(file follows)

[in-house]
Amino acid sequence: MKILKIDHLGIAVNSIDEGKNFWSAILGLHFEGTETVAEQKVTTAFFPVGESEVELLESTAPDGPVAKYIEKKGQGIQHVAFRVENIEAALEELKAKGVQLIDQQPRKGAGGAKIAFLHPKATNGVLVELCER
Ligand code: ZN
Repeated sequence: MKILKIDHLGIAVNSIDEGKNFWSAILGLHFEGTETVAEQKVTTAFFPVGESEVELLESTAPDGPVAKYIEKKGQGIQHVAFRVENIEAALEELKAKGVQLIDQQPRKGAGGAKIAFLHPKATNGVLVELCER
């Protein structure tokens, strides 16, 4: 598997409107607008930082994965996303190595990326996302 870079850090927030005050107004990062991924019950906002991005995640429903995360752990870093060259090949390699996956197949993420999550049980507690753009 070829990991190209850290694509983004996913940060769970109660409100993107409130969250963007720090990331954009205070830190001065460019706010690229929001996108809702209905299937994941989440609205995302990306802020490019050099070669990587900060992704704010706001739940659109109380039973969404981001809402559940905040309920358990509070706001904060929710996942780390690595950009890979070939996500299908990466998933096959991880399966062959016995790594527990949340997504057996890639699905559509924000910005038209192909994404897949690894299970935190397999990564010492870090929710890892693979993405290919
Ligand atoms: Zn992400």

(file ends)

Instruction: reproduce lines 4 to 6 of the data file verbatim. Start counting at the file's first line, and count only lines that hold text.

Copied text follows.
Repeated sequence: MKILKIDHLGIAVNSIDEGKNFWSAILGLHFEGTETVAEQKVTTAFFPVGESEVELLESTAPDGPVAKYIEKKGQGIQHVAFRVENIEAALEELKAKGVQLIDQQPRKGAGGAKIAFLHPKATNGVLVELCER
């Protein structure tokens, strides 16, 4: 598997409107607008930082994965996303190595990326996302 870079850090927030005050107004990062991924019950906002991005995640429903995360752990870093060259090949390699996956197949993420999550049980507690753009 070829990991190209850290694509983004996913940060769970109660409100993107409130969250963007720090990331954009205070830190001065460019706010690229929001996108809702209905299937994941989440609205995302990306802020490019050099070669990587900060992704704010706001739940659109109380039973969404981001809402559940905040309920358990509070706001904060929710996942780390690595950009890979070939996500299908990466998933096959991880399966062959016995790594527990949340997504057996890639699905559509924000910005038209192909994404897949690894299970935190397999990564010492870090929710890892693979993405290919
Ligand atoms: Zn992400």